It’s difficult to measure ROI with social media, but something you can track is the number of followers, reach, likes, comments and shares. Keeping on top of progress is essential for figuring out what sort of campaigns your audience responds to. Audit your channels once a month (always on the same date) to keep track of progress (or lack of). Improvements can always be made, but you need to know what’s working – and not working – beforehand.

A well thought out content plan will keep you and your client on track.

3. Create a content plan.

If you want to ‘do’ social media well, you need to plan. Posting ad-hoc day-by-day isn’t good enough when it comes to successful accounts. Yes, you need to stay current and keep an eye on the day’s news, but preparing a monthly plan is imperative. Outline key social dates as well as key dates for your business (product launches, offers, events). Your plan doesn’t need to be fancy – we use a Google Sheet – but make sure it’s clear, you include all social channels, and you have a way to share this information with other employees or clients. Hootsuite has a free social media plan you can download here.

4. Keep up with the Joneses.

Who are your competitors? What are they doing on social media? What’s the latest feature on Facebook advertising? What are the popular hashtags on Instagram? Don’t get left behind – social platforms release updates and new features all the time, and if you’re not in the know, you’re already lagging. We like to keep up with Mari Smith for Facebook updates, she really knows her stuff.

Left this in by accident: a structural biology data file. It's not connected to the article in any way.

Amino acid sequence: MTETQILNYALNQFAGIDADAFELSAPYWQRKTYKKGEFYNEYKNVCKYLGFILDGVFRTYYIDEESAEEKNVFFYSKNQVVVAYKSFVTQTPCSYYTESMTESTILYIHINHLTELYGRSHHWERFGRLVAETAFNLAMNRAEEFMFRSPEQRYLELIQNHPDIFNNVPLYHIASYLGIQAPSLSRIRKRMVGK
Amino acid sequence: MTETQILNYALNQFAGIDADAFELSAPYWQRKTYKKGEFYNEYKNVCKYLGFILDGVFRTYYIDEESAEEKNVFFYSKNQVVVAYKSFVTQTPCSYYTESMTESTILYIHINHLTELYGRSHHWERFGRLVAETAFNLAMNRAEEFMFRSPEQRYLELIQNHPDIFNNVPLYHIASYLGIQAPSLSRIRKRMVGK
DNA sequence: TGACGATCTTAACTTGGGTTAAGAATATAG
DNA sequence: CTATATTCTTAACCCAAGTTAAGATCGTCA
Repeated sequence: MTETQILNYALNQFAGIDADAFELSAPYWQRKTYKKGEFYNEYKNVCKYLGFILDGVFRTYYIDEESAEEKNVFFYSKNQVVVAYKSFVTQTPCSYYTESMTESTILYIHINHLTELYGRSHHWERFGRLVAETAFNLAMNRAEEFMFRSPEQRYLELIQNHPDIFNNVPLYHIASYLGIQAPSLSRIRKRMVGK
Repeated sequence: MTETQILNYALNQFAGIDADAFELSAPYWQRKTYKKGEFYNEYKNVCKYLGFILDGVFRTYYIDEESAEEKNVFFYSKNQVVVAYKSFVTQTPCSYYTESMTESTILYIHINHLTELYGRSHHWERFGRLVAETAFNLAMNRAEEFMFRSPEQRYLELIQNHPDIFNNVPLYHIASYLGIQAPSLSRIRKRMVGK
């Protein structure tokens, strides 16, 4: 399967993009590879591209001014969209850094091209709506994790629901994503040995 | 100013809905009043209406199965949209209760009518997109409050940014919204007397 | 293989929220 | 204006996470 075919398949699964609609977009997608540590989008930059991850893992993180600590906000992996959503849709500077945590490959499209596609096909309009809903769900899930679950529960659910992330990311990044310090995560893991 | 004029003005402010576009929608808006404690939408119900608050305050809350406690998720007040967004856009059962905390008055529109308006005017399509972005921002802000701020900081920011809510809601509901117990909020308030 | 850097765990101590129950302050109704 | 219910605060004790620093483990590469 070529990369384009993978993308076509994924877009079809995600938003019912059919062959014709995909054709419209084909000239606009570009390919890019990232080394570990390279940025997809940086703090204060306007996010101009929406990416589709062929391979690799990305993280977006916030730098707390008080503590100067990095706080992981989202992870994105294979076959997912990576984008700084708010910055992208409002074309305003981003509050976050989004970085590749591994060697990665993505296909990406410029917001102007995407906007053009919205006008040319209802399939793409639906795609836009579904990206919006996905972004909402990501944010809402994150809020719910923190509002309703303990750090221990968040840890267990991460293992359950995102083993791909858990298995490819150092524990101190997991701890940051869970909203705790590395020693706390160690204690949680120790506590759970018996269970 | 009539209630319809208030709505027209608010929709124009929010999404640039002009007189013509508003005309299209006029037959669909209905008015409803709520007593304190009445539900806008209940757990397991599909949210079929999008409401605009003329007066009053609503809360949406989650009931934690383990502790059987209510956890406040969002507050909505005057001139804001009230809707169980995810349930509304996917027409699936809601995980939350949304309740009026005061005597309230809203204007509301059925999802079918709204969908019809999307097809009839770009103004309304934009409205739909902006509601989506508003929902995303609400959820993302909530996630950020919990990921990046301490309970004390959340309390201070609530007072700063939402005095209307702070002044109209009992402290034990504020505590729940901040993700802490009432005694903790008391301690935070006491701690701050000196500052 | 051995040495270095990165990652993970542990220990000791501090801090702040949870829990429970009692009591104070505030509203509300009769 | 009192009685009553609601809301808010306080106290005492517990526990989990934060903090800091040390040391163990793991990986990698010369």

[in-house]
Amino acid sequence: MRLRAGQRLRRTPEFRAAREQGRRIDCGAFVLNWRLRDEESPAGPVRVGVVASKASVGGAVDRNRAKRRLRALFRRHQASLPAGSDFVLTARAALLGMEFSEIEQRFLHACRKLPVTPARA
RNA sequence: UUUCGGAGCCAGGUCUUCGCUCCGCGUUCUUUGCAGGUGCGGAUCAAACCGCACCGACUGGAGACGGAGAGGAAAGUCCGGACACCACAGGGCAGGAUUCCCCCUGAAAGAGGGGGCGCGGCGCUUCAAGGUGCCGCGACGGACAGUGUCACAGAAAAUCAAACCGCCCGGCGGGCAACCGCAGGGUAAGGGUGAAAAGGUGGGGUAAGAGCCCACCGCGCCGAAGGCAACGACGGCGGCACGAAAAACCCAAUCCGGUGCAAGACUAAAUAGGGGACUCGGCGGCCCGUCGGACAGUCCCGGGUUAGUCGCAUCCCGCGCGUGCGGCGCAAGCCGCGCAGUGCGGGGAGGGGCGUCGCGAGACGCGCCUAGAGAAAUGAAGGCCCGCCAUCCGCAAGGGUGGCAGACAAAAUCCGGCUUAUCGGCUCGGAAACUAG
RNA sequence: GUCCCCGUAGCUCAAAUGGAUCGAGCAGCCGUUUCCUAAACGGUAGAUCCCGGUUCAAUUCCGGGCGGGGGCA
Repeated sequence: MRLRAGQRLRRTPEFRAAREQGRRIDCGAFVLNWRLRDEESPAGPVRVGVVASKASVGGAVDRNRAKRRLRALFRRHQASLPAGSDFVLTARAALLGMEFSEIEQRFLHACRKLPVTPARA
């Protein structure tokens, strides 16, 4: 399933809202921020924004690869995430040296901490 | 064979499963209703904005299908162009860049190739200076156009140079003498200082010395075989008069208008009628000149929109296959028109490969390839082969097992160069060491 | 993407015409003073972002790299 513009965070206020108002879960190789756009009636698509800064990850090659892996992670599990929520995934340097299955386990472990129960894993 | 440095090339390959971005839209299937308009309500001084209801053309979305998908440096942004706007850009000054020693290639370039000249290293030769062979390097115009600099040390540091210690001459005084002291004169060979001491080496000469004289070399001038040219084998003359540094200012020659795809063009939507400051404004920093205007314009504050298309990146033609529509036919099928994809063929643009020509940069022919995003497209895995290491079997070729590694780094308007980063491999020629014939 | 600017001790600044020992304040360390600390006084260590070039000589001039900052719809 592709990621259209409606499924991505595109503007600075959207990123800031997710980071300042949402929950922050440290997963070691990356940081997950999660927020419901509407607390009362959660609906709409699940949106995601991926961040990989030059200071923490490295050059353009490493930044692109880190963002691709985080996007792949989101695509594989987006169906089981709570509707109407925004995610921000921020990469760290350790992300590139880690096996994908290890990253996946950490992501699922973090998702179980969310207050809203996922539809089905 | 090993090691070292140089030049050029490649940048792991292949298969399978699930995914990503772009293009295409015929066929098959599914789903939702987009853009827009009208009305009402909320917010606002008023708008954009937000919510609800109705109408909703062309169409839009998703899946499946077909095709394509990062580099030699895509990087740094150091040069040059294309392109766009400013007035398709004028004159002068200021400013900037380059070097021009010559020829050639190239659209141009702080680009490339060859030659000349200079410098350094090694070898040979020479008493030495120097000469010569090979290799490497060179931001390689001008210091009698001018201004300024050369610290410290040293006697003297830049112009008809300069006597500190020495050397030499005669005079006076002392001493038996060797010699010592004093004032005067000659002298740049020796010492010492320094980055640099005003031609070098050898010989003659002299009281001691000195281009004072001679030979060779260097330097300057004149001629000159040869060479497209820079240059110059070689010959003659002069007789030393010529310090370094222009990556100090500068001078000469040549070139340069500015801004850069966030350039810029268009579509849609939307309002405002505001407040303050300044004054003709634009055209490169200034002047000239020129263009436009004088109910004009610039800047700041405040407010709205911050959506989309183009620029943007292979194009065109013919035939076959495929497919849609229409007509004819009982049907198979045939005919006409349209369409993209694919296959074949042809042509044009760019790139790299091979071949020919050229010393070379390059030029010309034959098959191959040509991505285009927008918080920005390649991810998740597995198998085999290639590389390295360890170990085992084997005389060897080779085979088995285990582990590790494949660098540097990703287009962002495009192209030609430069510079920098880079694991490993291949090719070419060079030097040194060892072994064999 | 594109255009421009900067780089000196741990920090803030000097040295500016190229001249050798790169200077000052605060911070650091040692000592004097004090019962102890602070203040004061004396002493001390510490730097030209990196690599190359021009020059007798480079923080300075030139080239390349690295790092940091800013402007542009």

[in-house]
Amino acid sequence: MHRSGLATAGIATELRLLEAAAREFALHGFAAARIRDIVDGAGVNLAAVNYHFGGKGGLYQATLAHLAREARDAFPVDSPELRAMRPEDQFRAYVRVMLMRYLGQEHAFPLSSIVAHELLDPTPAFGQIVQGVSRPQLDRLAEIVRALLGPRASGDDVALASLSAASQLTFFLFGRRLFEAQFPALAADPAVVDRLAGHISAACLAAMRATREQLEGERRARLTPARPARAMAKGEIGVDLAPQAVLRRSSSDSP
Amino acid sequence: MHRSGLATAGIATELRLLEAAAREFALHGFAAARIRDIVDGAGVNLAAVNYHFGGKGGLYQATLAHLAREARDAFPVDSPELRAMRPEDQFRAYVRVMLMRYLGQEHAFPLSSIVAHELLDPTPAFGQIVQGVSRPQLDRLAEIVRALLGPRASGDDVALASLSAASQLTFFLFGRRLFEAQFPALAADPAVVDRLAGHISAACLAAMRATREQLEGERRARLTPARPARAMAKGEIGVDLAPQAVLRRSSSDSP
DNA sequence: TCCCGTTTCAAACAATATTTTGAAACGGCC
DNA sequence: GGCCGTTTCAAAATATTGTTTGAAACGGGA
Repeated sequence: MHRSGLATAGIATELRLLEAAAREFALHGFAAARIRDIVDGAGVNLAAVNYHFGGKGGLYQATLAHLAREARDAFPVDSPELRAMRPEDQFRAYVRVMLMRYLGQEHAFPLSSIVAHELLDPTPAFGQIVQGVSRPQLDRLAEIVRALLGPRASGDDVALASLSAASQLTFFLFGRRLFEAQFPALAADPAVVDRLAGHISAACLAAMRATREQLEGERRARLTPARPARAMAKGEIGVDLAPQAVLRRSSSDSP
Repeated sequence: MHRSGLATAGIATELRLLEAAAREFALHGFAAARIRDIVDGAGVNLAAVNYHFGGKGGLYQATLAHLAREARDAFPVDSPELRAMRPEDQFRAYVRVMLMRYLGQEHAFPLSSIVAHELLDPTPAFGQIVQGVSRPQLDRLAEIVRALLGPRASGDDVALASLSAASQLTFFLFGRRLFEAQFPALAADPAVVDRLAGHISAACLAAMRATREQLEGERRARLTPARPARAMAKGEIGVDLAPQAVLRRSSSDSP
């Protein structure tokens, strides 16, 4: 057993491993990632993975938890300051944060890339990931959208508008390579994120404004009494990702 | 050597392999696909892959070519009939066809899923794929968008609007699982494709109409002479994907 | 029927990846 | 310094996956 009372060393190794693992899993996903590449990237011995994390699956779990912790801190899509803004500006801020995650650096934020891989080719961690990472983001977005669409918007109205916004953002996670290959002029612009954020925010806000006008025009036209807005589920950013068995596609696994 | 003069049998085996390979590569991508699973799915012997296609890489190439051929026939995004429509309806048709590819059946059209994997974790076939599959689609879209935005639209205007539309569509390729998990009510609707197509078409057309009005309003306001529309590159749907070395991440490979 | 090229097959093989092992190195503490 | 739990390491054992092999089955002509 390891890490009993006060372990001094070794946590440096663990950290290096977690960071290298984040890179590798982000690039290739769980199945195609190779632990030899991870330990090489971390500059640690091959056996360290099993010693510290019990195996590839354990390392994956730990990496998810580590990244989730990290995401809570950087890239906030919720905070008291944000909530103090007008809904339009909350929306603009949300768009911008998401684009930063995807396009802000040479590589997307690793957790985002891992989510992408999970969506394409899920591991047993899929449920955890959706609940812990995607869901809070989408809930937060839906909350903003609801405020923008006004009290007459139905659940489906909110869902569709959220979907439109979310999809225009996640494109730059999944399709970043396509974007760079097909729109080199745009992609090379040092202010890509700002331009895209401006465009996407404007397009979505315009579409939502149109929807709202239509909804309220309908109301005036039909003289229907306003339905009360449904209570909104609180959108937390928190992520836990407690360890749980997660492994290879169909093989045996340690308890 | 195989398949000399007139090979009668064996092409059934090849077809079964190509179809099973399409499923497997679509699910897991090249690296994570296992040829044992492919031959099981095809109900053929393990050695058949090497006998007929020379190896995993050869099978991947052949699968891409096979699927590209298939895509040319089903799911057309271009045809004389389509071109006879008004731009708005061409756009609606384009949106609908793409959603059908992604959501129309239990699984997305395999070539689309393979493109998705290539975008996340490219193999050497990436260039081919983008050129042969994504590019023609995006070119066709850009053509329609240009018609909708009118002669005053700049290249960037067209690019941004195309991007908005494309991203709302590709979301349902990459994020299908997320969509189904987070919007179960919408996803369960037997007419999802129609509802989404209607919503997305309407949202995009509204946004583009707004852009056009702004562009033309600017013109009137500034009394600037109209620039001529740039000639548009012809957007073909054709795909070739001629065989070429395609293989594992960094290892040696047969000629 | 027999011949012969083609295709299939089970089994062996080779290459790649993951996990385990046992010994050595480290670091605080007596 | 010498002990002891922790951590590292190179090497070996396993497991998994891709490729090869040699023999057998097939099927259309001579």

5. Have clear goals.

This might sound obvious, but it’s easy to get side tracked. Are you using social media to increase footfall in-store? To raise brand awareness online? To encourage conversation and interaction? To sell something? Whatever your goal is, stick to it. There’s not much point in advertising online if customers aren’t coming in-store – why not create an online offer that’s redeemable in-store only? Always keep your main objectives in mind.


What's happening with social media in 2017?

The social media world moves fast.

While it’s pretty much impossible to predict what will happen to social media this year, here are a number of trends you should keep a close eye on in 2017.


1. Paid content continues to soar

It’s extremely difficult for businesses to reach their audience with organic content. The answer to this problem is paid content (adverts), which is fast becoming a dog-eat-dog world as competition rises. Brands are paying more than ever to be seen online. Social media ad spend is estimated to surpass $41 billion in 2017.